Thank you to everyone who came, some good potential projects came out of the assembly, which we will share further down the line if those involved want us to.
As part of the meeting we did a very short presentation on what was driving the rising cost of living. People showed an interest in the slides from that presentation, so we are putting them up here.
For those not at the assembly some of the points on the slides may not be that clear out of context, but we have a longer essay on the cost of living in the works.
Slide One – Introduction
– Going to have to cover a lot of things in not a lot of time
– Will not be able to cover any one point in a lot of detail
– Some stats may be out of date. Have tried to use government’s own sources whenever possible
– GDP/size of the economy is an imperfect metric, but generally when it shrinks it is the poor that suffer
Slide Two – General Overview
– Overall inflation at 7%
– Wage growth around 4%
– Loss of around £1000 a year for average household
– Real income expected to keep falling until 2024
– Real income expected to still be below 2021 levels by 2026
– Are we facing another recession?
Slide Three – Causes: Energy Prices
– This month, average household gas + electricity bill went from £1,277 to £1,971
– Another price rise expected in October of around £900
– This will cause knock on price rises
– Retail price rises caused by wholesale gas price rises
– Ultimately this price rise is caused by many different factors
Slide Four – Causes: War
– Russia and Ukraine produce 30% of the worlds export wheat, 20% its export corn, and 80% of its sunflower oil
– Food prices could go up by 15% this year
– Russia is a big producer of fossil fuels
– War has caused volatility in oil prices and other natural resources
– The cost of sanctions on Russia and aid to Ukraine?
Slide Five – Causes: COVID
– Most deaths in Europe outside of Russia – 170,000
– Worst economic decline in Europe, that we have not fully recovered from – Long term loss of 2% of the economy
– The as yet unseen costs of long COVID – Nearly a million people affected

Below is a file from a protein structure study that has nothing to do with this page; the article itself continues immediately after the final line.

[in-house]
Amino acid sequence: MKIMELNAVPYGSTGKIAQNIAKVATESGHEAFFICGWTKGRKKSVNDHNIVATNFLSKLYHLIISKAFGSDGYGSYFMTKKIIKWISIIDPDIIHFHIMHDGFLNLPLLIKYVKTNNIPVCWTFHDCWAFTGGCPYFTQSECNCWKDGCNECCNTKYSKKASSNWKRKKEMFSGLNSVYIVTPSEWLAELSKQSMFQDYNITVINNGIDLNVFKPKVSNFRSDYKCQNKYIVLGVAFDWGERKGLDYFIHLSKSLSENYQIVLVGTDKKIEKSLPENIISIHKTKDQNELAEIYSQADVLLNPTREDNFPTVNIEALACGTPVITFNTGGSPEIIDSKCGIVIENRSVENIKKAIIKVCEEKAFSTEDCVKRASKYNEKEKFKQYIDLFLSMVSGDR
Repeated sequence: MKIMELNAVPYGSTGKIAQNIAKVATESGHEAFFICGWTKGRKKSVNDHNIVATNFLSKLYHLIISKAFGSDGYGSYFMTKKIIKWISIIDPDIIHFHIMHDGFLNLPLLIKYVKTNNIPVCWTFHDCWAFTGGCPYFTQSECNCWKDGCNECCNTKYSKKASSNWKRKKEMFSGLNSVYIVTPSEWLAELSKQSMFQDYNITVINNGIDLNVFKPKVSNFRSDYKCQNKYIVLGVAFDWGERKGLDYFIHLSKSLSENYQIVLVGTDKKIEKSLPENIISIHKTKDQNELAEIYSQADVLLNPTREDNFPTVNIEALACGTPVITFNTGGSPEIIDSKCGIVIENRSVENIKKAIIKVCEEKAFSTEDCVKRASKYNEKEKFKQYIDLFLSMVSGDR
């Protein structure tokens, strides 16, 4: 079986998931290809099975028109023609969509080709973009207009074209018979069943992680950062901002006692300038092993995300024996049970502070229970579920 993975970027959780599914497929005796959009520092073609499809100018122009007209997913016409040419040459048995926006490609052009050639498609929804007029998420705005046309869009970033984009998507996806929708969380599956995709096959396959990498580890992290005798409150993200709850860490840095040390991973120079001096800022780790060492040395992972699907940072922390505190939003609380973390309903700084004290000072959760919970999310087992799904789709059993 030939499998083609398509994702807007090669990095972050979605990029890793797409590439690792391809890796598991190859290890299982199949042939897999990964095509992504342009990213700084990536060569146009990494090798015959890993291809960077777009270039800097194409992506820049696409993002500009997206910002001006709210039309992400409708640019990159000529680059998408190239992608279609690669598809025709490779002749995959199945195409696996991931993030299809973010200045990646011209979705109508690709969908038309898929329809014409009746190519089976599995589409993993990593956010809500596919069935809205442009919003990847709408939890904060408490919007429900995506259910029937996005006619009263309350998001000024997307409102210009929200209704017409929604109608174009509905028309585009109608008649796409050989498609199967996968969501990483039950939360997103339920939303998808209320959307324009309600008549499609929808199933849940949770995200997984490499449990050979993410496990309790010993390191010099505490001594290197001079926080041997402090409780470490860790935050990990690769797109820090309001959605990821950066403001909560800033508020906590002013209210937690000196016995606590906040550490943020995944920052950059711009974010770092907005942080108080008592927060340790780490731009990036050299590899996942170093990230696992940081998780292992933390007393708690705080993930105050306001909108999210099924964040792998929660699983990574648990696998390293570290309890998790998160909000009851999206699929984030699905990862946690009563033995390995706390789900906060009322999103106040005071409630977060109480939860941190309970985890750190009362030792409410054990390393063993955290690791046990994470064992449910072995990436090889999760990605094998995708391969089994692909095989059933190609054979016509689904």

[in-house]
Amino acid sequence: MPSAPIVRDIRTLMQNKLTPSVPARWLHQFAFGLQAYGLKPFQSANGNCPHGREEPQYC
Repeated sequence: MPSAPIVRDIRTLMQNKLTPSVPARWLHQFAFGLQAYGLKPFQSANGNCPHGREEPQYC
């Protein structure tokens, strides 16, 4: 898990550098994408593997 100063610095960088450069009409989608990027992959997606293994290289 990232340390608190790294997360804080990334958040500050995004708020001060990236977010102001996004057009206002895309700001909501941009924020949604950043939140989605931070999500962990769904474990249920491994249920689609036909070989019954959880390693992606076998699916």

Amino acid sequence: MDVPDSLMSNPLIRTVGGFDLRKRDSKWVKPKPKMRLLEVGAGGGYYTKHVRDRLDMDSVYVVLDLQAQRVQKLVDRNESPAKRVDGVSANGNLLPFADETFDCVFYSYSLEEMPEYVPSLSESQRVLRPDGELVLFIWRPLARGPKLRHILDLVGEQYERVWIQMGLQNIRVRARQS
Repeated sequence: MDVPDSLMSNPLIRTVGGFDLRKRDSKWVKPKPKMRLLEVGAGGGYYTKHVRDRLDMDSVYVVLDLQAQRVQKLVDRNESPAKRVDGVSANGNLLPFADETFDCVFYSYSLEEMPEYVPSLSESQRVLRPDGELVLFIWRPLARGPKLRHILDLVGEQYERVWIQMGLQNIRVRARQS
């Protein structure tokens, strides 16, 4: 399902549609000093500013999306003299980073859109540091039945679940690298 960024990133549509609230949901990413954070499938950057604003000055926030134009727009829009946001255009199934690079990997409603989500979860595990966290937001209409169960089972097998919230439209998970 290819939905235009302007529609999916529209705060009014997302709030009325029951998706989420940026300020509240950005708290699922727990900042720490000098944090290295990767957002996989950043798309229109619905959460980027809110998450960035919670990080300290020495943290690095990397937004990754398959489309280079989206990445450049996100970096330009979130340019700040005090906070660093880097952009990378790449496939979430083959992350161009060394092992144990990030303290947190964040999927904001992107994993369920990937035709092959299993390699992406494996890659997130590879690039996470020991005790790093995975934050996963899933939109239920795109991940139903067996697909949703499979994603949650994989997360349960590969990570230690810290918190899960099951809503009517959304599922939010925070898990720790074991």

– Government no longer seems to care, could still get worse
Slide Six – Causes: Brexit
– Government’s own prediction that Brexit will be twice as damaging as COVID in the long term – 4% reduction in size of the economy
– Costs of Brexit + COVID mean the government will raise tax, which are predicted to be highest as share of economy since 1950
– Will the state also seek to raise defence spending in light of invasion of Ukraine?
Slide Seven – Costs Will Hit Poorest Hardest
– Averages do not tell the whole story. Some people may still get wage rises above inflation
– But poorest households spend more on food and energy than richer households, and were hit hardest by COVID
– Minorities over-represented among the poorest households
Slide Eight – The Long Crisis: Wages
– The UK economy never truly recovered from 2008 recession
– 2008-2018 was the worst decade of wage growth since the 1860s
– Real wages only just approached pre-recession levels just before COVID
– UK productivity has been stagnant since recession. Profits have had to come at the expense of wages.
Slide Nine – The Long Crisis: Housing
– From 2009 to 2021, nominal wages went up by 35%
– In the same period house, prices went up by 75%
– The average house price is now £277,000 UK wide, and £530,000 in London
– Are we in another property bubble?
Slide Ten – The Long Crisis: Austerity
– State reacted to last economic crisis by slashing benefits and services
– In 2018 £37bn less was spent on welfare than in 2010
– Austerity did not work. 2019 analysis indicated that it reduced GDP by £100bn that year alone
– Austerity killed people. In 2020 life expectancy stalled for first time in a century
– 120,000+ excess deaths?
Slide Eleven – The Long Crisis: Global Warming
– Hard to pin particular events on climate change
– The climate is changing and this will effect food prices directly
– Knock on effects on other industries – Taiwan, producer of 60% of global semi-conductor chips, is having problems producing them due to drought
– Did climate change play a role in the current high energy prices?
Slide Twelve – Conclusions
– The cost of living crisis is being caused by many factors. Some are global, some specific to UK
– It comes on top of more than a decade of austerity and economic weakness
– The state’s pursuit of austerity policies and its approach to COVID indicates that it is perfectly happy to let its subjects die
– We have to rely on our own cooperation to survive this as best we can